Culture: Book
No BS Series Books   (+2, -4)  [vote for, against]
Sequel Books without all the BS for new readers

Many books that are part of a series are written in such a way that a new reader who has not read the earlier books in the series can gain sufficient knowledge to make sense of what is going on.

While this is handy for new readers it is very annoying for people who are up to date with the story.

I propose that books be released in two versions. The Normal BS supplemented books(the way they come now) and a new No BS book which would have a brief summary of the earlier books in the series included in the prolog or footnotes and the actual story would pick up where the last book left off. I would even think that these could be special order and at the same price as the normal versions but they would make reading a series soo much nicer.
-- jhomrighaus, Jul 03 2006

Can you give an example of a series of books which does this ?

For instance the Hitchhiker's books probably fall into the category you describe, but I never found Adams wrote the sequels in such a way as to bore the reader with stuff they need to already know, but (and I can't say this for sure, as I read them in order) in such a way as it wasn't necessary to have to read the previous ones...
-- monojohnny, Jul 03 2006

A good example would be Harry Potter, the Dragonriders of Pern, the new Kris Longknife, Honor Harrington Series, etc. etc.

Examples that generaly do not follow this model would be Tolkiens Lord of the Rings(which could possibly use a little bit of it) Some of Asimovs work(early Robots, Foundation)

//in such a way as it wasn't necessary to have to read the previous ones// This is exactly one of the things Im refering to. though it happens both ways.
-- jhomrighaus, Jul 03 2006

Like Perry Rhodan. But I don't mind the bs. It helps me remember and it helps set the mood again. Also on some occasions some bit of info is changed or interpreted differently... So no bun, but no bone either because I can understand if you don't like the bs.
-- zeno, Jul 03 2006

As long as the authors keep the old info separate from the main body of the story, why couldn't you have this in every book? If you don't need it, don't read it.

I just hate when they sort of interweave the old stuff into the new stuff. You don't know where you can stop skipping ahead. Drives me bonkers.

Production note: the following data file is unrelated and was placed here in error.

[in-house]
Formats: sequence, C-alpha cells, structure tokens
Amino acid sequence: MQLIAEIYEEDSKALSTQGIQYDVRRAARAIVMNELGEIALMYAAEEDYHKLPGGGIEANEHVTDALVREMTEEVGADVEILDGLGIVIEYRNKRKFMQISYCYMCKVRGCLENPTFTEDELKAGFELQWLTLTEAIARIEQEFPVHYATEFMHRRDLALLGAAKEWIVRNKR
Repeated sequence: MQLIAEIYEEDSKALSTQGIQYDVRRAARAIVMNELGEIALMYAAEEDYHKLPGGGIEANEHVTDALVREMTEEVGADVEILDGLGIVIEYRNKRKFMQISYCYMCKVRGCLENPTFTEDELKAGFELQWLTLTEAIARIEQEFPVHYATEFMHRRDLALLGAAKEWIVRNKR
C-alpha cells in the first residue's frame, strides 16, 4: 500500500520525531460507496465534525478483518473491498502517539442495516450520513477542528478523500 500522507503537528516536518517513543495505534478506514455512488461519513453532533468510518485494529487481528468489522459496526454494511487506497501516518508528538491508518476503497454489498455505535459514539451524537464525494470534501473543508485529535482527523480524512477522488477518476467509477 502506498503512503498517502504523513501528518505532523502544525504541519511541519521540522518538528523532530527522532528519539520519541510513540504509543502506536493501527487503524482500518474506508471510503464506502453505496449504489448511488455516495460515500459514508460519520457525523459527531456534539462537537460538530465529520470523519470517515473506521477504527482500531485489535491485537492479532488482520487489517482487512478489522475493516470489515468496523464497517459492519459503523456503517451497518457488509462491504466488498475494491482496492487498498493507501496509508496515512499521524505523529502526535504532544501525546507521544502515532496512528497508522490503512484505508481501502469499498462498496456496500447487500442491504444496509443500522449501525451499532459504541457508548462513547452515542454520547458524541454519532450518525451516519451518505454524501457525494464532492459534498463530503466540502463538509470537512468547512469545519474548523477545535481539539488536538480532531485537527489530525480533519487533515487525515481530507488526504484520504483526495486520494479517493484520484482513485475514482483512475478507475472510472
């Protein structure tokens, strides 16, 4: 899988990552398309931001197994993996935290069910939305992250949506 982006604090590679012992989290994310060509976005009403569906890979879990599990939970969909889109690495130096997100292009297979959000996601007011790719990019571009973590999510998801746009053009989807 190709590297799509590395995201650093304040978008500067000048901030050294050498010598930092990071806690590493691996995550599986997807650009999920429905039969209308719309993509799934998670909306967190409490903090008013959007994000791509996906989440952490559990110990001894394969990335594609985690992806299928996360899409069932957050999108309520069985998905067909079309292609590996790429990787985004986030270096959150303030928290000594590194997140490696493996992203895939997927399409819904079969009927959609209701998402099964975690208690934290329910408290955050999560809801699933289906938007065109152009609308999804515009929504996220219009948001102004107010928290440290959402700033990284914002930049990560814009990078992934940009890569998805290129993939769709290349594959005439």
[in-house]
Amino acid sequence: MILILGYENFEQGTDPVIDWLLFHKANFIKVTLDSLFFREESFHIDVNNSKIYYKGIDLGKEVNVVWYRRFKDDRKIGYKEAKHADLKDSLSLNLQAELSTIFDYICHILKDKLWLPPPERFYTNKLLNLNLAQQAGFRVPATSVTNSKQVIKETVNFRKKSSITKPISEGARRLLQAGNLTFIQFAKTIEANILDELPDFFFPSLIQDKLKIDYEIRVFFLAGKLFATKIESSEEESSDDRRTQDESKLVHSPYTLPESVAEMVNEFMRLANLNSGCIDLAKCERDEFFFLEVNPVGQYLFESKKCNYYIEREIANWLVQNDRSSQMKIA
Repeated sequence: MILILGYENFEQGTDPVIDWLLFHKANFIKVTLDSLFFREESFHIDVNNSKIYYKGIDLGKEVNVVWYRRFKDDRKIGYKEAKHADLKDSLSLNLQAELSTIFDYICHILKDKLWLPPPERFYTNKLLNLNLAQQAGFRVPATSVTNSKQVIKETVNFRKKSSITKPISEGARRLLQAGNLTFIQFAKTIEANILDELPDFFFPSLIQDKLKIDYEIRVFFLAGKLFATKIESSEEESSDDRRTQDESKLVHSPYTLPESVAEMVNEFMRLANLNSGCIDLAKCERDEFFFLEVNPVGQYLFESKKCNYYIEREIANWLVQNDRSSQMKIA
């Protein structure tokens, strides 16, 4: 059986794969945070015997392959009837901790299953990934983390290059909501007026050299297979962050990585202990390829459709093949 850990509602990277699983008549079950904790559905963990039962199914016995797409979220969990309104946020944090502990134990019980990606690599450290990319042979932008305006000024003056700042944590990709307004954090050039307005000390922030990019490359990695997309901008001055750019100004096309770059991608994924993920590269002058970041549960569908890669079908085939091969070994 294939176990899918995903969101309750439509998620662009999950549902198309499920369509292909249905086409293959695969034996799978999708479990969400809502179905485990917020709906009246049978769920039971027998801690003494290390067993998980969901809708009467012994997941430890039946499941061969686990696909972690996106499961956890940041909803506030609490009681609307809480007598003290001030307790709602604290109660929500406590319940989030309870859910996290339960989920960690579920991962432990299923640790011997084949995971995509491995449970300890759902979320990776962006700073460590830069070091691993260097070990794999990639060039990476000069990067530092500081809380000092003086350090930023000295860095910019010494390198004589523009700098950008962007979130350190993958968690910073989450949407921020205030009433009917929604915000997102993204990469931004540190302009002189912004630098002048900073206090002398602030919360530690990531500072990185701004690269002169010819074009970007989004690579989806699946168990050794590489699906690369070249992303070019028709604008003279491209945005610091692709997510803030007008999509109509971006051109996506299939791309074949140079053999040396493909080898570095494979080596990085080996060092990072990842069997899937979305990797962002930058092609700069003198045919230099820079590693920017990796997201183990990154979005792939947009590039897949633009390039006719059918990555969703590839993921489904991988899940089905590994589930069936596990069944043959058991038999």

-- NotTheSharpestSpoon, Jul 03 2006

//need for the particular mid-series book to be able stand as a decent story in its own right//

I think you will find that most good stories do stand on their own. I will admit that some authors are much better with this than others.

I really like books that include a glossary, as this is helpful to remind you of forgotten details, also some I have seen have character summaries and timelines as well.
-- jhomrighaus, Jul 05 2006

It would be nice if they all came with a power point presentation that uploaded via bluetooth into your cellphone by hitting a big red button in the book.
<ring ring> "Hello? Oh, thank you!"
"Who was that?"
"Oh, that was the book, telling me everything that had happened before the events in this book take place."
-- NotTheSharpestSpoon, Jul 05 2006

Lord of the Rings goes the other way with this - it makes references to earlier times that aren't written about anywhere else (well, the Silmarillion covers some of those references, but not all of them) which gives a spectacular feeling of depth to the story.
-- david_scothern, Jul 05 2006

Yes it does [david_scothern]. Can you name one reference to earlier times that was not written about somewhere else? I never found one and believe you me, I've looked.
-- zeno, Jul 05 2006

I would point out the difference between referencing History(a good thing in books) and retelling story to explain current events(an obnoxious thing)
-- jhomrighaus, Jul 05 2006

Seems a bit much to ask a writer to effectively write twice as many books to avoid slightly irritating a very small demographic.
-- hidden truths, Jul 06 2006

Not being an author myself I dont know exactly what happens but I would not be at all surprised to find that the base version of the story that is written does not include all the extra crud. I suspect that this material is added after an editor gets a hold of a book and makes marketing decisions for the content. but this is just my opinion on the matter. Any commercial authors here?
-- jhomrighaus, Jul 07 2006

Some recap is usually necessary to proper understanding of the past, even if you have all ready read the previous item. See, the characters have a perspective on the past, too. The recap should reflect this. Now there have been stories which pick up with no initial reference to explaining what happened in the past, however references are sprinkled throughout the story. You can have short stories with characters which do not refer to other stories with the same characters, however the short story is sufficiently short and isolated to not require reference to the other stories. Overall, I would say if the sequel is better off without any reference to the previous story, then that can happen and should happen. However, most stories are incapable of escaping the previous story entirely. There are no rules, however, the exceptions to usual storytelling methods are better off justified by the story, if the story is to work.
-- Corona, Jul 09 2006

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